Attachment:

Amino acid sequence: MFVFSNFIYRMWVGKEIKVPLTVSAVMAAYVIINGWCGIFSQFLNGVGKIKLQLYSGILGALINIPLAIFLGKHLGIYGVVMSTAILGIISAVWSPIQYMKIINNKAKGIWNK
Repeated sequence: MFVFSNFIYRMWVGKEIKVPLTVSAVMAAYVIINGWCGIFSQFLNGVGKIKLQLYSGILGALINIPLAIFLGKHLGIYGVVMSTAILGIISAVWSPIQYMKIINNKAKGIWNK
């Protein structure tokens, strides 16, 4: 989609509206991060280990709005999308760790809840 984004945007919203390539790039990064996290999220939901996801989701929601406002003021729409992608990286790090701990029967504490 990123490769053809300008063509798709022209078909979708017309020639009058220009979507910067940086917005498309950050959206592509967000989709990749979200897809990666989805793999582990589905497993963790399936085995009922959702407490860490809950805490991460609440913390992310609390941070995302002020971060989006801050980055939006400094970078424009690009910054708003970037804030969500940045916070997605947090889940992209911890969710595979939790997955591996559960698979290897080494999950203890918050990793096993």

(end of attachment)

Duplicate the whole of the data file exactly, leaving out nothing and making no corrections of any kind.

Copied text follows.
Amino acid sequence: MFVFSNFIYRMWVGKEIKVPLTVSAVMAAYVIINGWCGIFSQFLNGVGKIKLQLYSGILGALINIPLAIFLGKHLGIYGVVMSTAILGIISAVWSPIQYMKIINNKAKGIWNK
Repeated sequence: MFVFSNFIYRMWVGKEIKVPLTVSAVMAAYVIINGWCGIFSQFLNGVGKIKLQLYSGILGALINIPLAIFLGKHLGIYGVVMSTAILGIISAVWSPIQYMKIINNKAKGIWNK
């Protein structure tokens, strides 16, 4: 989609509206991060280990709005999308760790809840 984004945007919203390539790039990064996290999220939901996801989701929601406002003021729409992608990286790090701990029967504490 990123490769053809300008063509798709022209078909979708017309020639009058220009979507910067940086917005498309950050959206592509967000989709990749979200897809990666989805793999582990589905497993963790399936085995009922959702407490860490809950805490991460609440913390992310609390941070995302002020971060989006801050980055939006400094970078424009690009910054708003970037804030969500940045916070997605947090889940992209911890969710595979939790997955591996559960698979290897080494999950203890918050990793096993």